EGU2020-20330
https://doi.org/10.5194/egusphere-egu2020-20330
EGU General Assembly 2020
© Author(s) 2020. This work is distributed under
the Creative Commons Attribution 4.0 License.

Soil texture determines the microbial processing from litter to POM and MAOM in the detritussphere

Kristina Witzgall1, Alix Vidal1, David Schubert2, Carmen Höschen1, Steffen Schweizer1, Franz Bruegger3, Valerie Pouteau4, Hirte Juliane5, Claire Chenu4, and Mueller Carsten W1
Kristina Witzgall et al.
  • 1Lehrstuhl für Bodenkunde, Department ofEcology and Ecosystem Managemen, Center of Life and Food Sciences Weihenstephan, Technische Universität München, Freising-Weihenstephan, Germany
  • 2Technische Universität München, Freising-Weihenstephan, Germany
  • 3Institute of Soil Ecology, Helmholtz Zentrum München, German Research Center for Environmental Health, Neuherberg, Germany
  • 4UMR Ecosys, AgroTechParis, Batiment EGER, Thiverval Grignon, France
  • 5Plant-Soil Interaction Group, Division Agroecology and Environment, Agroscope, Zurich, Switzerland

Soil texture and microorganisms are key drivers controlling the fate of organic matter (OM) originating from decaying plant litter, and thus the stabilization of soil organic matter (SOM). However, the understanding of the mutual interactions between microbial litter decay and soil structure formation controlled by different soil textures remains incomplete. We monitored the fate of litter-derived OM (using 13C isotopic enrichment) from decaying litter (shredded maize leaves) to microorganisms and SOM in two differently textured soils (sand and loam). The two soils were incubated with litter mixed in the top layer in microcosms for 95 days during which regular CO2 and 13CO2 measurements were conducted. After the incubation, each microcosm was divided in three to separate a top, center and bottom layer. Using a physical soil fractionation scheme, we assessed the fate of litter-derived OM to free and occluded particulate OM (POM), as well as mineral associated OM (MAOM). All SOM fractions were analysed with respect to their mass distribution, C, N, and 13C contents, and for their chemical composition using compound-specific 13C-CPMAS NMR spectroscopy. The effects of contrasting textures on the total microbial community structure were studied using phospholipid fatty acids (PLFA) and the incorporation of litter-derived C into individual PLFAs was assessed via 13C-PLFA. Lastly, scanning electron microscopy and nano scale secondary ion mass spectroscopy (NanoSIMS) analysis of free POM of both textures enabled qualitative insights directly at the biogeochemical interface of the microbial hot spot of decaying plant litter.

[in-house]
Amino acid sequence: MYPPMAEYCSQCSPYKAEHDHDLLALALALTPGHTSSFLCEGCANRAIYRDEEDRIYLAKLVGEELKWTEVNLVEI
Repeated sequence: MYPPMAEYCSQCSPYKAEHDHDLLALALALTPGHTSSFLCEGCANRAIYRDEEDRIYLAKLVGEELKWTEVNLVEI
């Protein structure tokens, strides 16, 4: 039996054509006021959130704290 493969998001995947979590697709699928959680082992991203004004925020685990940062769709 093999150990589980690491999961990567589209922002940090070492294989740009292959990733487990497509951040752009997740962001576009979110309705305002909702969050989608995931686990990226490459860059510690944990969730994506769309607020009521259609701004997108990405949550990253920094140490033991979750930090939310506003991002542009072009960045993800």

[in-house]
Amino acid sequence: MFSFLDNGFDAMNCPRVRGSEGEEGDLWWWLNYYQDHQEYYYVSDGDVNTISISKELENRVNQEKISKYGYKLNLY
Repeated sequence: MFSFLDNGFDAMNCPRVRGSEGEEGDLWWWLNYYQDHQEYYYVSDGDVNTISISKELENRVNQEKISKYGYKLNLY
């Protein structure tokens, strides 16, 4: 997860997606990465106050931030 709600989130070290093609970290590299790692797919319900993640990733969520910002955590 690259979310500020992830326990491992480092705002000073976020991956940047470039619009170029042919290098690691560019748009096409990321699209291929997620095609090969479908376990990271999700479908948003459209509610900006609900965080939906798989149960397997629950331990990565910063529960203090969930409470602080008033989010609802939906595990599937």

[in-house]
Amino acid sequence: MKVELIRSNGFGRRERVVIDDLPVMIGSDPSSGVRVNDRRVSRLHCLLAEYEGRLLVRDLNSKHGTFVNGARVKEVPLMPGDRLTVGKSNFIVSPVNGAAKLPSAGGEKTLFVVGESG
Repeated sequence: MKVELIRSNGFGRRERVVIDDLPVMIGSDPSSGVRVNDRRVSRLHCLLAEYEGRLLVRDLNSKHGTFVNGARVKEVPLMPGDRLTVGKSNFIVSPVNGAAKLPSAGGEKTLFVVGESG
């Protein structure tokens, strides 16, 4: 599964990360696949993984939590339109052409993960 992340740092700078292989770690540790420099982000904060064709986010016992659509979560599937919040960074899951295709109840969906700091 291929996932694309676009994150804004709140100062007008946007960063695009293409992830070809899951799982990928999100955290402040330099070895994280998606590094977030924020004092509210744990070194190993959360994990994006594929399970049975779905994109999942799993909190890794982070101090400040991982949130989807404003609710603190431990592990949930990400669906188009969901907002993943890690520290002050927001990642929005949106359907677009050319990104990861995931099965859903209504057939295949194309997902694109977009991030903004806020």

We were able to clearly demonstrate higher contents of litter-derived OM still residing as free POM in the loamy textured soil after the 95 day-incubation, while higher contents were found in occluded and MAOM in the sandy textured soil. This indicated that the overall litter decomposition was refrained in the finer-textured soil, whereas microbial alteration and allocation of litter-derived compounds was promoted in the coarser textured soil. This was further corroborated by higher respiration and higher amounts of respired litter-derived CO2-C in the sandy soil. The PLFA analysis showed a coherent pattern between the textures, with similar community structures in all treatments and significant increases in microbial abundance in the top layers induced by litter addition. This increase was found most pronounced in fungal biomarkers, which was in line with the 13C-PLFA measurements revealing over 90% of fungal biomarkers to be of litter-origin (compared to 30-40% in the other microbial groups). The labelled PLFA profiles also confirmed the importance of fungi as a vector for litter-derived OM into deeper layers of the soil columns, with significantly higher litter-derived fungal markers also in center and bottom layers. The NanoSIMS measurements verified the high 13C enrichment in fungal hyphae and further revealed clay minerals embedded in enriched microbial-derived extracellular polymeric substances and intertwined with hyphae directly on top of the POM. Based on this comprehensive data, we highlight that regardless of the texture, plant litter in association with microbial-derived products represent a hot spot for soil structure formation by harbouring a core for aggregation and MAOM formation.

How to cite: Witzgall, K., Vidal, A., Schubert, D., Höschen, C., Schweizer, S., Bruegger, F., Pouteau, V., Juliane, H., Chenu, C., and Carsten W, M.: Soil texture determines the microbial processing from litter to POM and MAOM in the detritussphere, EGU General Assembly 2020, Online, 4–8 May 2020, EGU2020-20330, https://doi.org/10.5194/egusphere-egu2020-20330, 2020

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